CNET también está disponible en español.

Ir a español

Don't show this again

Tech Industry

Microsoft charity dispute draws attention

An Australian charity says it has received applause from around the world after standing up to Microsoft in a dispute over software licences.

An Australian charity said it has received applause from around the world after standing up to Microsoft in a dispute over software licences.

"It is clear that the international audience is concerned that a well known philanthropist company and its major stakeholder (Microsoft CEO Bill) Gates must understand that their hard line on charities is very damaging to their record," PCs for Kids president Colin Bayes said.

The nonprofit organization said it has received overwhelming support on an international scale in regards to the software giant's refusal to support the charity.

PCs for Kids recycles old computers and donates them to children. The organization reformats Windows 3.11 or Windows 95, both of which are no longer supported by Microsoft.

The charity received a letter from Microsoft telling it to stop downloading its operating system onto computers, as this was in breach of the software giant's copyright.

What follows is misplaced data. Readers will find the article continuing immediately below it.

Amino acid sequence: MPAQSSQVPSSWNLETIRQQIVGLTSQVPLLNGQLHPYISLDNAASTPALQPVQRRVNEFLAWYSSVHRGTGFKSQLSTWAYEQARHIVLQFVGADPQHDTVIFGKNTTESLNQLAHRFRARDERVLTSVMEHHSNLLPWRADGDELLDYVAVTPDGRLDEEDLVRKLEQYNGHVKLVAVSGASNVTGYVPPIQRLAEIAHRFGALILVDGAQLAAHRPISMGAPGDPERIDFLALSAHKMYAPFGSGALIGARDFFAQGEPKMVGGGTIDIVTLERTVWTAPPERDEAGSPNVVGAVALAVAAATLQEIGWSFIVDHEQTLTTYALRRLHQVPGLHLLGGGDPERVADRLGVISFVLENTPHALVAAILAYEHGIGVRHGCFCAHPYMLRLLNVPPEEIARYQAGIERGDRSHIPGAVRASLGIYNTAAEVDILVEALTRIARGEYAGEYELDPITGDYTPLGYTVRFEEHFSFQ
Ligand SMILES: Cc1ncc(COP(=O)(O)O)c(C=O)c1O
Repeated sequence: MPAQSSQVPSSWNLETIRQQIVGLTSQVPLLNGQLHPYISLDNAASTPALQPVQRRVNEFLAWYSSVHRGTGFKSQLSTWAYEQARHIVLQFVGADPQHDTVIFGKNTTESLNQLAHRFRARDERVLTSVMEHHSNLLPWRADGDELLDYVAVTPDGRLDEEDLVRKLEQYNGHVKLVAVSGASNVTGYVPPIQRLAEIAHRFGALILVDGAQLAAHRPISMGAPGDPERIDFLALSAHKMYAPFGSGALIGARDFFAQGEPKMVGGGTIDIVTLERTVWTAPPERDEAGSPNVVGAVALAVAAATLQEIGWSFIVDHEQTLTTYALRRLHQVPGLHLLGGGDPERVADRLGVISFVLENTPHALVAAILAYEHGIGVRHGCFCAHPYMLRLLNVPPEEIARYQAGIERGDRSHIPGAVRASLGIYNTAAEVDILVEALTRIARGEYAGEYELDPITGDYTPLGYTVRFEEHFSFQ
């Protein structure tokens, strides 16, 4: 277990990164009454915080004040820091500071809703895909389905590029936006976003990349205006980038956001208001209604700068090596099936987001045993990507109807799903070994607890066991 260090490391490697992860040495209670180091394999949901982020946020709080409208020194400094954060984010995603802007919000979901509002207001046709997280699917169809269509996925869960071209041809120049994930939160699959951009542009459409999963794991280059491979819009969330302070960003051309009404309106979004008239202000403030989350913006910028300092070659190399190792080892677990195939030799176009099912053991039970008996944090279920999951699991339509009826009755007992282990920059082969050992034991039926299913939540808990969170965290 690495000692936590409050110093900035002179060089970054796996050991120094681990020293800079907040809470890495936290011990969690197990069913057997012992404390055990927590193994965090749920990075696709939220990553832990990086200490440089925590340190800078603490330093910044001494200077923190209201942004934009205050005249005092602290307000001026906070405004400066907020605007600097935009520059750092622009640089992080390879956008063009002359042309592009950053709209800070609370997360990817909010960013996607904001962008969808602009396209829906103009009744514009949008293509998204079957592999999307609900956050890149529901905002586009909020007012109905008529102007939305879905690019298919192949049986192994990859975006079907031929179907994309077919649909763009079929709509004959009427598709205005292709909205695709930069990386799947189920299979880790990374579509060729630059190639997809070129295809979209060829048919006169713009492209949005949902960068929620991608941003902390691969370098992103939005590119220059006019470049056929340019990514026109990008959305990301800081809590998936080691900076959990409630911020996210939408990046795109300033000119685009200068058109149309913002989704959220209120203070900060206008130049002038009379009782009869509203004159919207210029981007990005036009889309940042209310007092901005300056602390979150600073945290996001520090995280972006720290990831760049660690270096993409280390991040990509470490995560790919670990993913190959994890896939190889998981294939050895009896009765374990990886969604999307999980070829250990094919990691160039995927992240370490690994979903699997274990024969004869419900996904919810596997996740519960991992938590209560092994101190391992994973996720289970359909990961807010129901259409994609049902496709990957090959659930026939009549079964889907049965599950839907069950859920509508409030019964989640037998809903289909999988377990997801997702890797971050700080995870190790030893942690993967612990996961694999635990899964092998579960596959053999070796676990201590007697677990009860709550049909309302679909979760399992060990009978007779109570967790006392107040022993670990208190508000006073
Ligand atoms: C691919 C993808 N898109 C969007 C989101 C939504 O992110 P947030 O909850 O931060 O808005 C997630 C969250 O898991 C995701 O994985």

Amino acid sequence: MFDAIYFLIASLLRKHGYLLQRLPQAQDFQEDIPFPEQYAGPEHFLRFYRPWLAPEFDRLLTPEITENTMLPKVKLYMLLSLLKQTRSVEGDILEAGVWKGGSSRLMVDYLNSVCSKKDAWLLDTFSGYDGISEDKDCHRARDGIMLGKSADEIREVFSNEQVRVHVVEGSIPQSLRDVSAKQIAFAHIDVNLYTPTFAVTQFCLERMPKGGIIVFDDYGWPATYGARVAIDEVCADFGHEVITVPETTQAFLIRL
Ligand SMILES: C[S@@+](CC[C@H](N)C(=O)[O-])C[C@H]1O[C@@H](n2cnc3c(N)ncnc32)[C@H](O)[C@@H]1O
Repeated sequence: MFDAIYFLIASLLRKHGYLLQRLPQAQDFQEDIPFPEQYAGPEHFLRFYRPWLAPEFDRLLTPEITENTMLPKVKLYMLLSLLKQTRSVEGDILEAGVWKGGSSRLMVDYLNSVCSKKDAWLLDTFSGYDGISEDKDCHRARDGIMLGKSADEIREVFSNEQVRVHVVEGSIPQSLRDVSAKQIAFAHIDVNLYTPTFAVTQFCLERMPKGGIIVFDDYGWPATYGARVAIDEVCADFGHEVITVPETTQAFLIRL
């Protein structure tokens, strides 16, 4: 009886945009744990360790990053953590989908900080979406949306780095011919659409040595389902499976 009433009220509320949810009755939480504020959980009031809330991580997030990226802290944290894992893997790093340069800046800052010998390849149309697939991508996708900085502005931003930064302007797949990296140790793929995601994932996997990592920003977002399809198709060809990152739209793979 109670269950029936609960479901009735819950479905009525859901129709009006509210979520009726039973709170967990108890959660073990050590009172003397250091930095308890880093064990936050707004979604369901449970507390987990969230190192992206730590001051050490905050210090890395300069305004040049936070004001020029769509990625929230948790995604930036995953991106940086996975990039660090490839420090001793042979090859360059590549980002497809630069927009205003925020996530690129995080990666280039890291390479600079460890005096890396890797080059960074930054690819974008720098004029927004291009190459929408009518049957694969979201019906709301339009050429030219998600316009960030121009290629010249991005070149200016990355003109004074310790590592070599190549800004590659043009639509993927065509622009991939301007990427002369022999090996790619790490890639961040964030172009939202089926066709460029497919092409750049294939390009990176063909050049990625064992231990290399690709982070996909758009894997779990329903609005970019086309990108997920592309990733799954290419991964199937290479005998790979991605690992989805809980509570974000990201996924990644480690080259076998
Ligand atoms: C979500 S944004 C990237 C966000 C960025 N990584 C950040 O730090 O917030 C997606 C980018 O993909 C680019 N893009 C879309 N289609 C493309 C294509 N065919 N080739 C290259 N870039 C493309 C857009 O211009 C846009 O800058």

In the past two years, the charity has donated over 1,000 recycled computers to underprivileged children, each containing old versions of Microsoft's operating system.

A Microsoft Australia representative earlier said the company was trying to work out the dispute, noting that the company made allowances for charities in its license scheme and has an authorized refurbishment plan that offers "heavily discounted" licenses.

"Microsoft cannot condone the disregard of Australian copyright laws but acknowledges the important work that nonprofit organizations such as PCs for Kids undertake to bridge the digital divide within Australia," said the representative.

In an act of defiance, Bayes has sent a letter to Gates saying that Microsoft is "rapacious in its grasp for control and profit...But, never so obvious as in the matter quoted above; that a corporation of Microsoft's size and profitability would act against a charity using software that is basically obsolete is reprehensible."

The charity has ceased the distribution of computers to children as it investigates ways in which to obtain legal Microsoft software or alternatives.

"One only hopes this stupid mess is resolved sooner rather than later. Let's face it, we are requesting to use operating software that Microsoft no longer supports," Bayes said.

Staff writer Megan McAuliffe reported from Australia.